Friday, November 12, 2010, 2:00 - 5:00PM
Joseph Rosa, University of Michigan Museum of Art
Building the Liberal Imagination: Paul Rudolph, Yale University, and the Postwar American Cit
Michael H. Carriere, Milwaukee School of Engineering
Architectural historians such as Timothy Rohan and Vincent Scully, Jr. have highlighted how the architecture of Paul Rudolph provided a sort of aesthetic for liberal anti-communism. To such scholars, these architectural depictions of manliness, strength, and even outright violence – as seen in structures like Yale’s Art and Architecture Building – spoke directly to Cold War-era tensions and anxieties.
Yet such buildings existed in realms other than the rather abstract struggle against global communism. Rather than placing these structures solely in the context of the Cold War, it may make sense to view their displays of strength with regards to their relationship with urban renewal efforts in New Haven. Here, a form of “brute force” was also needed: one to tame the perceived disorder of the postwar American city.
Curtained Walls: Architectural Photography, the Farnsworth House, and the Opaque Mythology of Transparency
Sarah M. Dreller, University of Illinois at Chicago
This paper explores the creation, circulation and reception of two groups of photographs of Mies van der Rohe’s iconic Farnsworth House. The first set, produced for a 1951 magazine cover story, features curtains carefully arranged according to the architect’s preferences while the second was commissioned in 1985 specifically because a MoMA curator believed the curtains obscured Mies’ so-called “glass box” design. Both sets are found to be highly contextualized quasi-fictional portraits, valuable for how they engage various Modernist concerns rather than as reliable architectural representations. Ultimately, “Curtained Walls” complicates the history of a building famous for being minimal—and questions whether these photographs helped direct Farnsworth House discourse toward a transparency-focused narrative and away from other potential interpretations.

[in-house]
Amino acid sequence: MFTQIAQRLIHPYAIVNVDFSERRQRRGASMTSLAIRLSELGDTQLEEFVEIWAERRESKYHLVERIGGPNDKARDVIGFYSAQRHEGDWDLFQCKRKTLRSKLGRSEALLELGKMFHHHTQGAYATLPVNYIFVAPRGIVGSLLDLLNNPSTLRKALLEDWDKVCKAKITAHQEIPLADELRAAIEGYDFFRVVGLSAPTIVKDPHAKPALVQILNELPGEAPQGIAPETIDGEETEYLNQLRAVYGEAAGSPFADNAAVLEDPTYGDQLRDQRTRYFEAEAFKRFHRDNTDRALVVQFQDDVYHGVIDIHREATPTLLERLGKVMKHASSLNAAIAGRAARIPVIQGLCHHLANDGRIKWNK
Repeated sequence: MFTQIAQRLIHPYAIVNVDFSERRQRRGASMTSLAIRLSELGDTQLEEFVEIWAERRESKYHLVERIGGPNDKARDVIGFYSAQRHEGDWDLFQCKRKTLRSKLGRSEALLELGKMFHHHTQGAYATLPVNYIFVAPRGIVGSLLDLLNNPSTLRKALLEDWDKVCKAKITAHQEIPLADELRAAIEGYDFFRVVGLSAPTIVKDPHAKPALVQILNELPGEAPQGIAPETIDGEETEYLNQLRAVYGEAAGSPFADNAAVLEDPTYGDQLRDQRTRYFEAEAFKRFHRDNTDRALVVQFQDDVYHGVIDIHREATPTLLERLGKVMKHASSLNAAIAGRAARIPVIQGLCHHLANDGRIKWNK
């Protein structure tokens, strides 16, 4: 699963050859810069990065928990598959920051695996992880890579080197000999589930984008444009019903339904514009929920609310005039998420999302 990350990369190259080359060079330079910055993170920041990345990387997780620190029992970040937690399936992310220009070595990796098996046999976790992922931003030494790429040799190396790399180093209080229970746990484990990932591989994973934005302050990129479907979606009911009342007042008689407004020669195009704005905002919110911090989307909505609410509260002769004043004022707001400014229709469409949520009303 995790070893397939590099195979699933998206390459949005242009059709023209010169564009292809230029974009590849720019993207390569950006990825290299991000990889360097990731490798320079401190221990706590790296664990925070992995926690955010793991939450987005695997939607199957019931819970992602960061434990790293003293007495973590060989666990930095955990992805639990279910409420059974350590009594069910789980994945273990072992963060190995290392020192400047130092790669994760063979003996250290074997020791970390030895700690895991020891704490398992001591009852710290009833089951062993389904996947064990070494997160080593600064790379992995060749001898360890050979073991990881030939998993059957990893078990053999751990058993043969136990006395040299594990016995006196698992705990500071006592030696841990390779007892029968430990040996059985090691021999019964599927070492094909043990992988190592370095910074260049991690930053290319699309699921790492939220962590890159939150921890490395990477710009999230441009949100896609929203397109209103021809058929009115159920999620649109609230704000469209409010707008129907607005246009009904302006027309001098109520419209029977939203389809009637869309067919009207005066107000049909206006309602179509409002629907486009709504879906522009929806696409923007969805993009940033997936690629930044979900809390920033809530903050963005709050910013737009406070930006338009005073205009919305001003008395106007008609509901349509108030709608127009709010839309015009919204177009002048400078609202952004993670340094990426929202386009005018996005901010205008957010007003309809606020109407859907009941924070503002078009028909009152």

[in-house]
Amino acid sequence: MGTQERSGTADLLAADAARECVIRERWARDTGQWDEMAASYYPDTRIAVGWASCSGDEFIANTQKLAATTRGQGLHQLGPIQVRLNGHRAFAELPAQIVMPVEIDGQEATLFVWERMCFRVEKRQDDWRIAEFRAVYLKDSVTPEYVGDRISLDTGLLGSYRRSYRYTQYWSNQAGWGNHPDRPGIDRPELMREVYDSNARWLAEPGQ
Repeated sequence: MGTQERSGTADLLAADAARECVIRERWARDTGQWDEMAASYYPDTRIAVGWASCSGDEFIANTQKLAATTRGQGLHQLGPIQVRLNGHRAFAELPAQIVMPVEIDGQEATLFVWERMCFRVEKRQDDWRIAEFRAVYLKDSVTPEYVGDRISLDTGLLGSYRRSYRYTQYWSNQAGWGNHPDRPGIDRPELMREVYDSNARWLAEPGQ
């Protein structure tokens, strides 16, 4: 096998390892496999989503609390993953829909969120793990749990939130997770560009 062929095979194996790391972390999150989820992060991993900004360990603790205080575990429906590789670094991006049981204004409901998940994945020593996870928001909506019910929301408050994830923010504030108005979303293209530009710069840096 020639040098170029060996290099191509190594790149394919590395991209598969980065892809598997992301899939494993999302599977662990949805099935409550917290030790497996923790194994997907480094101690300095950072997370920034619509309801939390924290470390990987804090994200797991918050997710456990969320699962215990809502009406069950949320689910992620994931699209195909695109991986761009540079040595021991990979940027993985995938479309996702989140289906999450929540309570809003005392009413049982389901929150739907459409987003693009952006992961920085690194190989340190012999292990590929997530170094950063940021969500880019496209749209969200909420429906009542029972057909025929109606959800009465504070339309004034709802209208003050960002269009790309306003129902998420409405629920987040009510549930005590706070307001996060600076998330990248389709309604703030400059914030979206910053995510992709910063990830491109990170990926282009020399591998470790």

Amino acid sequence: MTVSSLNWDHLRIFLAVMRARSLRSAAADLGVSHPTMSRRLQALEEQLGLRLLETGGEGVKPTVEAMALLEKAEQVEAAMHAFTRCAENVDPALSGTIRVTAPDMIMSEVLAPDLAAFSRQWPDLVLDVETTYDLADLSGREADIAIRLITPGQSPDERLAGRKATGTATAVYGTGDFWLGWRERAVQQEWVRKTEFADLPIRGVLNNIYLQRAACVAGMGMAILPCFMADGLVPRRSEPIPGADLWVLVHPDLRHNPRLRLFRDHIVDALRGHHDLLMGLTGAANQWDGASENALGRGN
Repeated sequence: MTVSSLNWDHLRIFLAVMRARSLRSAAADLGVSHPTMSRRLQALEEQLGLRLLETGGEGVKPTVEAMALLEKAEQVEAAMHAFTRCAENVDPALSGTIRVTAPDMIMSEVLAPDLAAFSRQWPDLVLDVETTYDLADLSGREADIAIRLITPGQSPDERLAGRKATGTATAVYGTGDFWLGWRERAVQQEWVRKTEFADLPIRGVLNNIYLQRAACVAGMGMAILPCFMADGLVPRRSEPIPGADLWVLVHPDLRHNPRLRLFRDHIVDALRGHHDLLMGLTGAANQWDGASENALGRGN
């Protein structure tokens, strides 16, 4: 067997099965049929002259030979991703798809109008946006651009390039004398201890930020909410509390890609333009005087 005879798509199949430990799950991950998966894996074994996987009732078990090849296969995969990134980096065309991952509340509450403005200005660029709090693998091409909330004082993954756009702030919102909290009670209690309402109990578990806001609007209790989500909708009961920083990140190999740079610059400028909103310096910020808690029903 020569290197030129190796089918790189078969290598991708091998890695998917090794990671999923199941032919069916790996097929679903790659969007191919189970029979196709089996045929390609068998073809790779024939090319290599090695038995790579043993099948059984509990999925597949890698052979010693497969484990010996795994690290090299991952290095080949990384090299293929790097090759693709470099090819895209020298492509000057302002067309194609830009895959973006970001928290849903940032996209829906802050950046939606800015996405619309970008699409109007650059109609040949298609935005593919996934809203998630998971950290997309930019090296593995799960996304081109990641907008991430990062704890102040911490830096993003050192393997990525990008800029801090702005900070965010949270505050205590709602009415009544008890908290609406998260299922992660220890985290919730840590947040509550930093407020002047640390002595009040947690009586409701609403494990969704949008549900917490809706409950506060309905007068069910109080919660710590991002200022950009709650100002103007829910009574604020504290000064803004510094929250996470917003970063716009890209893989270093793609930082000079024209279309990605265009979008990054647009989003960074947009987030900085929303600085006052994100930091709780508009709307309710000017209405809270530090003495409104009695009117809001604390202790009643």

The seminar conversation may continue informally at a nearby restaurant if the group is interested -- all participants and presenters are welcome to attend this post-seminar gathering.
Papers are pre-circulated electronically to those who plan to attend the seminar in person. For a copy of the paper, e-mail Heather Radke at firstname.lastname@example.org,or call (312) 255-3524.
The Newberry Seminar in American Art and Visual Culture
Co-sponsored by the School of Fine and Performing Arts at Columbia College Chicago, the Department of Art History at Indiana University, and the Karla Scherer Center for the Study of American Culture at theUniversity of Chicago
Scholl Center for
American History and Culture
60 W. Walton St.
Chicago IL 60610
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